Israeli Deputy Foreign Minister Tzipi Hotovely apologises after negative comments on US Jews

The Likud MK said that 'people that never send their children to fight for their country... don’t feel how it feels like to be attacked by rockets'.


Israel’s Deputy Foreign Minister has been forced to apologise after suggesting that US Jews don’t understand Israel because they “never send their children to fight for their country”, and have “quite convenient lives”.

Tzipi Hotovely, an MK (Member of Knesset) for Prime Minister Benjamin Netanyahu’s Likud party, made the comments on Israeli television last week while discussing the decision of the Hillel student group at Princeton University to cancel a talk she was due to give earlier this month. Ms Hotovely did speak on campus, however, after the University’s Chabad house invited her to give her talk their instead.

When asked why there seems to be a growing disillusionment with Israel, as part of her answer the Israeli politician suggested that US Jews did not have an “understanding [of] the complexity of the region. People that never send their children to fight for their country, most of the Jews don’t have children serving as soldiers, going to the Marines, going to Afghanistan, going to Iraq – most of them are having quite convenient lives – they don’t feel how it feels like to be attacked by rockets. And I think part of it is to actually experience what Israel is dealing with on a daily basis.”

Widespread criticism of Ms Hotovely’s comments led to Mr Netanyahu releasing a statement condemning her remarks, in which he said that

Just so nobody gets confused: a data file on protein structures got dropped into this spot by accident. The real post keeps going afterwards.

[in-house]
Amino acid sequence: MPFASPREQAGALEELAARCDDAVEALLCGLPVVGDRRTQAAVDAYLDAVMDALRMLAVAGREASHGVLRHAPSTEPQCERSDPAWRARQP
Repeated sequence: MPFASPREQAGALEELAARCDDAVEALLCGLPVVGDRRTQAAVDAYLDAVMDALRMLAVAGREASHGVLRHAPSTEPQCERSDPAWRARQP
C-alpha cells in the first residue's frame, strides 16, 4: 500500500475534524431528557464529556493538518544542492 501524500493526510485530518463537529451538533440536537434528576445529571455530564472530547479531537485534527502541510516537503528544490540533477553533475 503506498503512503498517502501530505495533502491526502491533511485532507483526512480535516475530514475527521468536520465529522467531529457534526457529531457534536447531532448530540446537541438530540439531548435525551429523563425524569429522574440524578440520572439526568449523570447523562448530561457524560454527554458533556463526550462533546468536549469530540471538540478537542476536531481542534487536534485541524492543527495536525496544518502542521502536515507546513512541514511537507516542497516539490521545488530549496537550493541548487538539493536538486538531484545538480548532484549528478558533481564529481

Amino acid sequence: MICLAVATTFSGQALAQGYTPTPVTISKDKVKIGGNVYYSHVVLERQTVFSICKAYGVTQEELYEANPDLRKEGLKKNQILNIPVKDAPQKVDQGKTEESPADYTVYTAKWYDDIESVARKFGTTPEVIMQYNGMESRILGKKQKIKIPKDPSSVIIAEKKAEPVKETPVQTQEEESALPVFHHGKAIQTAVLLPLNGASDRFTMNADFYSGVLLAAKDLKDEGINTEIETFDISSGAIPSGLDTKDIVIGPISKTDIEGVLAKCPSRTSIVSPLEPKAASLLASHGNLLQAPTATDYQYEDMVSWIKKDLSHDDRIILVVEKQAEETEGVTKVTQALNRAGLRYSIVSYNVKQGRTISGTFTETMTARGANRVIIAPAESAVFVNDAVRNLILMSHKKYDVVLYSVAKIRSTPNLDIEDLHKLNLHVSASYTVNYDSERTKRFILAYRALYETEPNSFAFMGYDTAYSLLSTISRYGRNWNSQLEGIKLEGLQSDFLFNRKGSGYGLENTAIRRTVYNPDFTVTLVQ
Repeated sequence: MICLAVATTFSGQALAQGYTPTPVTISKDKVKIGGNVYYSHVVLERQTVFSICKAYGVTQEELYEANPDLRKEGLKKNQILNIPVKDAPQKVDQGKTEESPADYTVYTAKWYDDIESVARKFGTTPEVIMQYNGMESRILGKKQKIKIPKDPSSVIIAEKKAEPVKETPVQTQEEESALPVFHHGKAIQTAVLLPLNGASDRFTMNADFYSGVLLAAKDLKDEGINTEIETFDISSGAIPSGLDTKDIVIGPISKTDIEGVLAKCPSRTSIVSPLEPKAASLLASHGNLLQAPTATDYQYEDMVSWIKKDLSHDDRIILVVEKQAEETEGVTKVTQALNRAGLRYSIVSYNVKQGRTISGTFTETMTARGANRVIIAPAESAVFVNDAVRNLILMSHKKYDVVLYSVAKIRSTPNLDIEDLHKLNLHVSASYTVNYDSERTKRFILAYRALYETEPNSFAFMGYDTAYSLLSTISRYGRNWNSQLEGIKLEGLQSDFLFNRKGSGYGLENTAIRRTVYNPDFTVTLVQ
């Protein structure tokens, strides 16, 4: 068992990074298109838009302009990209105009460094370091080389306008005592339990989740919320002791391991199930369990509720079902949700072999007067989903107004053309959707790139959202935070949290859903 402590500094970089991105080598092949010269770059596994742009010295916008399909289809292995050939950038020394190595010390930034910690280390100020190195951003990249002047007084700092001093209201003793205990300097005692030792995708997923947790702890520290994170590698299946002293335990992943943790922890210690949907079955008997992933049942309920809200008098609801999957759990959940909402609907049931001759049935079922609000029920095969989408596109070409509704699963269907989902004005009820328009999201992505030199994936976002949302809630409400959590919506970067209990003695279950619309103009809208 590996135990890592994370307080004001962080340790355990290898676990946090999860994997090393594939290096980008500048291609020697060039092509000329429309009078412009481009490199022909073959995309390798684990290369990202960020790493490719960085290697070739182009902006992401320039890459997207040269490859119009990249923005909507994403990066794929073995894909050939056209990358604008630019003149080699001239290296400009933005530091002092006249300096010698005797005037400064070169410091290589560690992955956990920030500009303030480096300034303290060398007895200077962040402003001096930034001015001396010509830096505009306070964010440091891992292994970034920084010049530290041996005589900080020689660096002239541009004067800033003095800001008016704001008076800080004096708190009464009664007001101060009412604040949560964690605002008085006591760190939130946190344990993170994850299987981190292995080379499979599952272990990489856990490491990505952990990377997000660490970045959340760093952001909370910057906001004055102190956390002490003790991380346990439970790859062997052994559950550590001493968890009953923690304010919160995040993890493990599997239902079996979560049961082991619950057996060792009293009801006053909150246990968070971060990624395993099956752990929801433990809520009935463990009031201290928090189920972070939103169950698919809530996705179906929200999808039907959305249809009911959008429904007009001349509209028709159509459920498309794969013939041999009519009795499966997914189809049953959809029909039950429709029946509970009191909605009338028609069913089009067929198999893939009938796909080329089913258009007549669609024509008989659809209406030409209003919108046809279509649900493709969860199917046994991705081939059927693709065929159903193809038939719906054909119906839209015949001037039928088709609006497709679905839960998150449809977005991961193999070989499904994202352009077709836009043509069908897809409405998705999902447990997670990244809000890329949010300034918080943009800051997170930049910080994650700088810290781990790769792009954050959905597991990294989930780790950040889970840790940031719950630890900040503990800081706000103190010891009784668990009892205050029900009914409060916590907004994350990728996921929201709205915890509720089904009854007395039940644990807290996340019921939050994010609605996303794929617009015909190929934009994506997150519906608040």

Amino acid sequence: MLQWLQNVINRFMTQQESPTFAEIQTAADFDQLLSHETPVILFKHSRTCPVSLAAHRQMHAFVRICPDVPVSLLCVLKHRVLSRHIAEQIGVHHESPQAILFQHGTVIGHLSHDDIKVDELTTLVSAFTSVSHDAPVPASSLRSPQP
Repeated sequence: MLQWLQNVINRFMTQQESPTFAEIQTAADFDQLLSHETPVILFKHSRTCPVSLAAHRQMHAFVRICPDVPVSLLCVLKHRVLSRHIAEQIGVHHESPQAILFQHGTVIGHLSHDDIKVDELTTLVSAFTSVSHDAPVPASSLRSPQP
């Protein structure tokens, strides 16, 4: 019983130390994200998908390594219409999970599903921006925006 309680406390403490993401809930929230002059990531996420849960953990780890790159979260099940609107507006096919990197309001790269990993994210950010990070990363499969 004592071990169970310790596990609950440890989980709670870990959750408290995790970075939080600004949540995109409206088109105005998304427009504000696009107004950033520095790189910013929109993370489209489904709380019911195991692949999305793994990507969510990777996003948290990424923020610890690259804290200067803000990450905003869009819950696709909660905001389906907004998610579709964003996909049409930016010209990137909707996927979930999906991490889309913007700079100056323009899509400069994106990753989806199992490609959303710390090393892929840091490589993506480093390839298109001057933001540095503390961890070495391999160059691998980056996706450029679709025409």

“Diaspora Jews are dear to us and are an inseparable part of our people

“There is no room for such an attack, and its words do not reflect the position of the State of Israel."

However, Ms Hotovely was strongly condemned by Israeli politicians from other parties. Avi Gabbay, the Chairman of the Zionist Union coalition, said that “Netanyahu already condemned her statements, but don’t be confused, she expresses the government’s decision to sacrifice relations with US Jewry for petty politics.

“We will return to power and fix what this government decided to destroy, including the critical alliance with US Jewry.”

Yair Lapid, chairman of the Yesh Atid party, said that her comments “combine ignorance and arrogance. This government does not stop dividing the Jewish People in Israel and abroad.”

Criticism of the Deputy Foreign Minister was not limited to Israel, with American Jewish leaders also strongly criticising her statement.

Ronald Lauder, president of the World Jewish Congress, said it was “unacceptable for any Israeli official to be disrespectful of the Jewish people living in the Diaspora.

“Just as the Jewish Diaspora stands by the Jewish state, the Jewish state must stand by the Jewish Diaspora.”

Rick Jacobs, president of America’s Union for Reform Judaism, went even further, recommending that Ms Hotovely be fired from her ministerial post and saying that “If an American politician had made these comments, we would not hesitate to call them out as antisemitic”.

Ms Hotovely subsequently released a statement, attempting to clarify her remarks.

"Among U.S. Jewry, there are people who send their sons to fight here in the Israeli army and of course there are people in American history who fought for the U.S. Army”, she said.

"The only point I wanted to get across was that the reality of life in Israel and the reality of life in the U.S. are very different realities, and that does not contradict the connection and dialogue that must persist between us and this important Jewry."

However, Ehud Barak, the former Prime Minister of Israel and the joint most highly decorated soldier in Israeli history, called for her to be fired, tweeting that her comments were “arrogant and ignorant. US Jews send their children to fight, some have fought themselves. How dare she preach, when she herself hasn't served?”

Ms Hotovely did two years of Sherut Leumi, an alternative form of national service to military service available to religious women, as a tour guide in Beit HaRav Kook museum in Jerusalem and as a Jewish Agency representative in Atlanta.

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